“Debt went up, but assets did too,” Burton announced during his presentation conducted while facing the council. The auditor proceeded to relay his findings before the elected officials, explaining they are based on government-wide standards. Burton noted the increase in assets were the result of grants and heightened service charges, in combination with increased fines and forfeitures.

The audit shows a $121,554 increase in water charges, coupled with an elevation of $54,860 in fines and forfeitures. Legal fees were significantly higher in the general fund, with total professional in general government up $59,144.

The audit states the city of Hiawassee should be vigilant in continuing to raise water rates as needed, while cutting expenses where possible.

Revenues expanded due to increased water charges, along with a $157,623 grant for forgiveness of debt on a project related to water meters. Liabilities rose due to the net Georgia Environmental Finance Authority (GEFA) loan which replaced city water meters, while lessened as the result of a decrease in pension liability.

Burton specifically noted a department level “over-run” related to the purchase of a Hiawassee Police Department patrol vehicle. Although the city of Hiawassee had enough in the general fund to cover the expense, it was not allotted for public safety. Georgia law requires for budgets to be adopted at the department level, stating that expenditures must be spent in compliance.

As the accountant concluded his findings, Mayor Liz Ordiales, who was elected to the council in late 2015 and selected to serve as mayor pro-tem in early 2017, reminded the three newly elected council members that former Hiawassee Mayor Barbara Mathis and former Hiawassee City Manager Rick Stancil were also in office during the fiscal year in review.

The full council proceeded to sign the recently adopted “City of Ethics” resolution.

The motel-hotel mandate was unanimously favored, allotting Hiawassee with 60 percent of the tax revenue, which was once applied in its entirety to the Towns County Chamber of Commerce.

The Blue Ridge Mountain Electric Membership Corporation (BRMEMC) franchise ordinance passed unopposed with longtime proponent Anne Mitchell motioning, followed by newly sworn Patsy Owens seconding the decree.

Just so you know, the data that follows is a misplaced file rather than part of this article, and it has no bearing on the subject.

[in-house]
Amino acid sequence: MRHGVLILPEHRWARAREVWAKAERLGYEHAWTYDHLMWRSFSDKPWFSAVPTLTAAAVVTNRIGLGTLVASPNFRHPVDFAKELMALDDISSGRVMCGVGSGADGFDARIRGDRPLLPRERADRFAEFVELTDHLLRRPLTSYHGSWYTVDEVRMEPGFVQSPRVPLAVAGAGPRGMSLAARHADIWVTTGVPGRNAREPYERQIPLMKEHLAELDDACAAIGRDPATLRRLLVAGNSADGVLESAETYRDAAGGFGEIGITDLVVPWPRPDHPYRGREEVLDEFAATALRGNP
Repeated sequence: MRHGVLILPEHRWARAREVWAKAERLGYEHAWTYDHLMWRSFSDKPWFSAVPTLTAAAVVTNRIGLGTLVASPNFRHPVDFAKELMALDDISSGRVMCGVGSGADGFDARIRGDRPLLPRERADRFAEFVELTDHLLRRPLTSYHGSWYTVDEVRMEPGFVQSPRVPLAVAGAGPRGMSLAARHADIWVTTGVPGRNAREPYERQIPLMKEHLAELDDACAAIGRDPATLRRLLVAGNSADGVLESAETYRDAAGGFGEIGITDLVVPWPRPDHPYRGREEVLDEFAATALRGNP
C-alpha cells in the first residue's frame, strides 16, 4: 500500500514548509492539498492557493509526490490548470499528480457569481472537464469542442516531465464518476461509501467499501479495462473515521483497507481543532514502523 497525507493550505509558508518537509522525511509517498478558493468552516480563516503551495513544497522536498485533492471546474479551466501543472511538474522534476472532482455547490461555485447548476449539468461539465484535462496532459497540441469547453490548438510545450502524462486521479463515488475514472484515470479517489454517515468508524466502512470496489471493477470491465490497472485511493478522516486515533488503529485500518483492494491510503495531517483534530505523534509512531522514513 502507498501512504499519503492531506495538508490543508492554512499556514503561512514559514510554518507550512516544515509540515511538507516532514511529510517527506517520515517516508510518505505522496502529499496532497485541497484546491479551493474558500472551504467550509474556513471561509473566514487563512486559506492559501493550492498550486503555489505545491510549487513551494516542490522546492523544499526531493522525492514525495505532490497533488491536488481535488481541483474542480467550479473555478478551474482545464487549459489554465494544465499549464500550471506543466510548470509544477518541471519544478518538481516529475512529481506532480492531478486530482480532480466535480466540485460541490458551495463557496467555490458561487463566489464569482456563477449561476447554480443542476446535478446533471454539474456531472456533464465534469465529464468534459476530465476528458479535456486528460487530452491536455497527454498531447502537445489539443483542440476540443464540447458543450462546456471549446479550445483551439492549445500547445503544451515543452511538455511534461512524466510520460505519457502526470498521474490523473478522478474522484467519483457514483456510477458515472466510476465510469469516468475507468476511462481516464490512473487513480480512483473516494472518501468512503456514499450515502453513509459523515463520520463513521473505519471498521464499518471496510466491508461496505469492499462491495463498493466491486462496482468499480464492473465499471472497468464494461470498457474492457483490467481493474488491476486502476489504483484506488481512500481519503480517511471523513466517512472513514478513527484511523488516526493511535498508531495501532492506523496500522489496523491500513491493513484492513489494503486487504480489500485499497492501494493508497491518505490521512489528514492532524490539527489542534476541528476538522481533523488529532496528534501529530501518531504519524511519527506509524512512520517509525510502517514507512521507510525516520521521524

A motion for a two-year landscape contract with Mountain Living was approved in the annual amount of $9,225. Out of seven bids, Mountain Living was cited as the lowest.

Although an executive session was listed on the agenda, Mayor Liz Ordiales opted out, stating it is systematically added under the advisement of City Attorney Thomas Mitchell. Attorney Mitchell was not in attendance at Tuesday’s session.

The meeting adjourned “in a record-breaking 22 minutes,” according to Mayor Ordiales.

The 2016-17 audit and city ordinances are available for public review in their entirety at Hiawassee City Hall.

Hiawassee City Council meets for their monthly work session on the last Monday of each month at 6 p.m. The regular sessions are conducted the following Tuesday at 6 p.m.

Both take place at Hiawassee City Hall and are open to the public.

 

Fetch Your News is a hyper local news outlet that attracts more than 300,000 page views and 3.5 million impressions per month in Dawson, Lumpkin, White, Fannin, Gilmer, Pickens, Union, Towns and Murray counties as well as Cherokee County in N.C. – FYNTV attracts approximately 15,000 viewers per week and reaches between 15,000 to 60,000 per week on our Facebook page. – For the most effective, least expensive local advertising, call 706-276-6397 or email us at advertise@FetchYourNews.com
 

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Robin H. Webb

Robin@FetchYourNews.com